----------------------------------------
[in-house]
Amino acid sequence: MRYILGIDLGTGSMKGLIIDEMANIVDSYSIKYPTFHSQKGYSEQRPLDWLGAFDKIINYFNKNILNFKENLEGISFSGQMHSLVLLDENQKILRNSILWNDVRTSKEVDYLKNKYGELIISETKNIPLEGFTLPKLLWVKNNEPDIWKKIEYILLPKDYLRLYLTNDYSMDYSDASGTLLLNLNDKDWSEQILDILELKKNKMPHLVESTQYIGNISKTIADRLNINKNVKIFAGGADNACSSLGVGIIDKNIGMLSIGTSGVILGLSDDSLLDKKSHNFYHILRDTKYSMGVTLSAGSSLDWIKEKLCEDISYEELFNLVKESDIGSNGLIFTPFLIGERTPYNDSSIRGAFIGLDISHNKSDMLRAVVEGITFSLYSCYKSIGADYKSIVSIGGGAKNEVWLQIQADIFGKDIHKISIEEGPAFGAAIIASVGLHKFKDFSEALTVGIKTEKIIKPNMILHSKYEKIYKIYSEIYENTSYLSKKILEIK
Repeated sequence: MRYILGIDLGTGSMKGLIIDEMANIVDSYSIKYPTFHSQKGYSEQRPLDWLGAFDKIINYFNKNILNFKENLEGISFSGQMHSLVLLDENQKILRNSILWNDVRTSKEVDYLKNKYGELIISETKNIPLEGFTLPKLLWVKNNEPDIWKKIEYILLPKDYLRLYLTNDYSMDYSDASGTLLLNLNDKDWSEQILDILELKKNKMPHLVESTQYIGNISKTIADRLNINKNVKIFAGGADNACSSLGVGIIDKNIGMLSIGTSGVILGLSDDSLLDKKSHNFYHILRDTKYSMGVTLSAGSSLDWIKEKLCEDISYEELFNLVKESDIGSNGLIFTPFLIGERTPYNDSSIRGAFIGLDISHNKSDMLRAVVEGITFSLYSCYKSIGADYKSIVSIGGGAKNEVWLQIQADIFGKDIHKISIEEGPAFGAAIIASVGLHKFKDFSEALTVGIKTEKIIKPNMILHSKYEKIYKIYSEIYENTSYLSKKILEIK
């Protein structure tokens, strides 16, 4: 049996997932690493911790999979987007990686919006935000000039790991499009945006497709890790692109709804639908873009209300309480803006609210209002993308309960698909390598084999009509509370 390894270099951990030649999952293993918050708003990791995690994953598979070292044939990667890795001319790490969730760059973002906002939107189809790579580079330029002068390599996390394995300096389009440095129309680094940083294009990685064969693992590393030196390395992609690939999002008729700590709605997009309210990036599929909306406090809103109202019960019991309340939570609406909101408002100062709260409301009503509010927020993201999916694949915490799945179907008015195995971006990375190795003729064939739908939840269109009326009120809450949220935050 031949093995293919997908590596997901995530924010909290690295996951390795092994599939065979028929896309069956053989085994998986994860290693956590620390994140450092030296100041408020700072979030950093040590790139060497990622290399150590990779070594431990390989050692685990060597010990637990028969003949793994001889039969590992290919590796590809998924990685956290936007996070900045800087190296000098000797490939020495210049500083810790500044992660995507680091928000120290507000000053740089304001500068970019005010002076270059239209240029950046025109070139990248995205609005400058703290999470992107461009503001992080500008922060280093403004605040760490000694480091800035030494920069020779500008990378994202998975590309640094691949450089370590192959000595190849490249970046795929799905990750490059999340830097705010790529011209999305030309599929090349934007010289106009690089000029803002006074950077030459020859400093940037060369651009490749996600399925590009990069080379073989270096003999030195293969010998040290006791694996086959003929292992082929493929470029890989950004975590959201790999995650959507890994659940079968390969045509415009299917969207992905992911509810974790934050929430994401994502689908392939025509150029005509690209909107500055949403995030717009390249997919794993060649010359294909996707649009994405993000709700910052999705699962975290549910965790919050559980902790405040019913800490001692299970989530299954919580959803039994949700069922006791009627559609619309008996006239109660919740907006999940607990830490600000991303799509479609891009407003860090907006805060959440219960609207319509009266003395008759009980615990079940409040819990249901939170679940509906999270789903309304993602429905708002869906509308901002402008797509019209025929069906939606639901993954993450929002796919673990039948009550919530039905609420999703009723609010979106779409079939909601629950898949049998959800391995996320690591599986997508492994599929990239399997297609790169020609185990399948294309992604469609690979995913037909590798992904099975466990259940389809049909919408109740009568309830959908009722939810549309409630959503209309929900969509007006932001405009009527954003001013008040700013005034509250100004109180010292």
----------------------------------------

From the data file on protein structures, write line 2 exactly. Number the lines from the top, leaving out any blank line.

Amino acid sequence: MRYILGIDLGTGSMKGLIIDEMANIVDSYSIKYPTFHSQKGYSEQRPLDWLGAFDKIINYFNKNILNFKENLEGISFSGQMHSLVLLDENQKILRNSILWNDVRTSKEVDYLKNKYGELIISETKNIPLEGFTLPKLLWVKNNEPDIWKKIEYILLPKDYLRLYLTNDYSMDYSDASGTLLLNLNDKDWSEQILDILELKKNKMPHLVESTQYIGNISKTIADRLNINKNVKIFAGGADNACSSLGVGIIDKNIGMLSIGTSGVILGLSDDSLLDKKSHNFYHILRDTKYSMGVTLSAGSSLDWIKEKLCEDISYEELFNLVKESDIGSNGLIFTPFLIGERTPYNDSSIRGAFIGLDISHNKSDMLRAVVEGITFSLYSCYKSIGADYKSIVSIGGGAKNEVWLQIQADIFGKDIHKISIEEGPAFGAAIIASVGLHKFKDFSEALTVGIKTEKIIKPNMILHSKYEKIYKIYSEIYENTSYLSKKILEIK